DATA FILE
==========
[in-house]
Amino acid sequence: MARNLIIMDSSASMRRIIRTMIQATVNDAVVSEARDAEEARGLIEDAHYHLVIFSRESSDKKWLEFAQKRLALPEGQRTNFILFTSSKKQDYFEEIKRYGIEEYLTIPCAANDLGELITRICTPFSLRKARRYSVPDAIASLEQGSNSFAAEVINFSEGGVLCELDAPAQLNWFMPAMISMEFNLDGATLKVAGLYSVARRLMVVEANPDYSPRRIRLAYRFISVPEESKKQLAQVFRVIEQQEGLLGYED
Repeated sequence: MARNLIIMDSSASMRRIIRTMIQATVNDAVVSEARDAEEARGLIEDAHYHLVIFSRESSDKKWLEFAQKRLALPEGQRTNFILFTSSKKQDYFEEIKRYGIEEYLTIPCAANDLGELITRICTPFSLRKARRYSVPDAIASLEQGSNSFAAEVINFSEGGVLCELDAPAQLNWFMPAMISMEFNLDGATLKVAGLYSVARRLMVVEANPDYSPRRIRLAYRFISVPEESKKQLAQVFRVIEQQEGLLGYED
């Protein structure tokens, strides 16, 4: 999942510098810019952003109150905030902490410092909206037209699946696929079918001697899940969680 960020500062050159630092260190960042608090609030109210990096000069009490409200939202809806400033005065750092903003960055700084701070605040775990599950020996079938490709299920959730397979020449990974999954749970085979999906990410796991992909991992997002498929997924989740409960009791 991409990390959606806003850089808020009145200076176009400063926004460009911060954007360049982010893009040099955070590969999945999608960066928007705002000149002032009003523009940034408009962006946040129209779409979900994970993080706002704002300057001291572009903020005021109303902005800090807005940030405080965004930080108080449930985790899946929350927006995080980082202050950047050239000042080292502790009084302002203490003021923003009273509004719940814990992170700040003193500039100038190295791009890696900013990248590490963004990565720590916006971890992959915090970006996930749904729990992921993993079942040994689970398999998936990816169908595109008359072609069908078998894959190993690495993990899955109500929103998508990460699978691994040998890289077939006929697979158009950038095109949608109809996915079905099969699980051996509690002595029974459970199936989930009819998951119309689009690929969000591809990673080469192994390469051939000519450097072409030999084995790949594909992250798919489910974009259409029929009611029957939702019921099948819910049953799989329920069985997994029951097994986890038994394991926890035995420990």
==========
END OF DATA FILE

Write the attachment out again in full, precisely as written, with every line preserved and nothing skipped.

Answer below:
[in-house]
Amino acid sequence: MARNLIIMDSSASMRRIIRTMIQATVNDAVVSEARDAEEARGLIEDAHYHLVIFSRESSDKKWLEFAQKRLALPEGQRTNFILFTSSKKQDYFEEIKRYGIEEYLTIPCAANDLGELITRICTPFSLRKARRYSVPDAIASLEQGSNSFAAEVINFSEGGVLCELDAPAQLNWFMPAMISMEFNLDGATLKVAGLYSVARRLMVVEANPDYSPRRIRLAYRFISVPEESKKQLAQVFRVIEQQEGLLGYED
Repeated sequence: MARNLIIMDSSASMRRIIRTMIQATVNDAVVSEARDAEEARGLIEDAHYHLVIFSRESSDKKWLEFAQKRLALPEGQRTNFILFTSSKKQDYFEEIKRYGIEEYLTIPCAANDLGELITRICTPFSLRKARRYSVPDAIASLEQGSNSFAAEVINFSEGGVLCELDAPAQLNWFMPAMISMEFNLDGATLKVAGLYSVARRLMVVEANPDYSPRRIRLAYRFISVPEESKKQLAQVFRVIEQQEGLLGYED
């Protein structure tokens, strides 16, 4: 999942510098810019952003109150905030902490410092909206037209699946696929079918001697899940969680 960020500062050159630092260190960042608090609030109210990096000069009490409200939202809806400033005065750092903003960055700084701070605040775990599950020996079938490709299920959730397979020449990974999954749970085979999906990410796991992909991992997002498929997924989740409960009791 991409990390959606806003850089808020009145200076176009400063926004460009911060954007360049982010893009040099955070590969999945999608960066928007705002000149002032009003523009940034408009962006946040129209779409979900994970993080706002704002300057001291572009903020005021109303902005800090807005940030405080965004930080108080449930985790899946929350927006995080980082202050950047050239000042080292502790009084302002203490003021923003009273509004719940814990992170700040003193500039100038190295791009890696900013990248590490963004990565720590916006971890992959915090970006996930749904729990992921993993079942040994689970398999998936990816169908595109008359072609069908078998894959190993690495993990899955109500929103998508990460699978691994040998890289077939006929697979158009950038095109949608109809996915079905099969699980051996509690002595029974459970199936989930009819998951119309689009690929969000591809990673080469192994390469051939000519450097072409030999084995790949594909992250798919489910974009259409029929009611029957939702019921099948819910049953799989329920069985997994029951097994986890038994394991926890035995420990």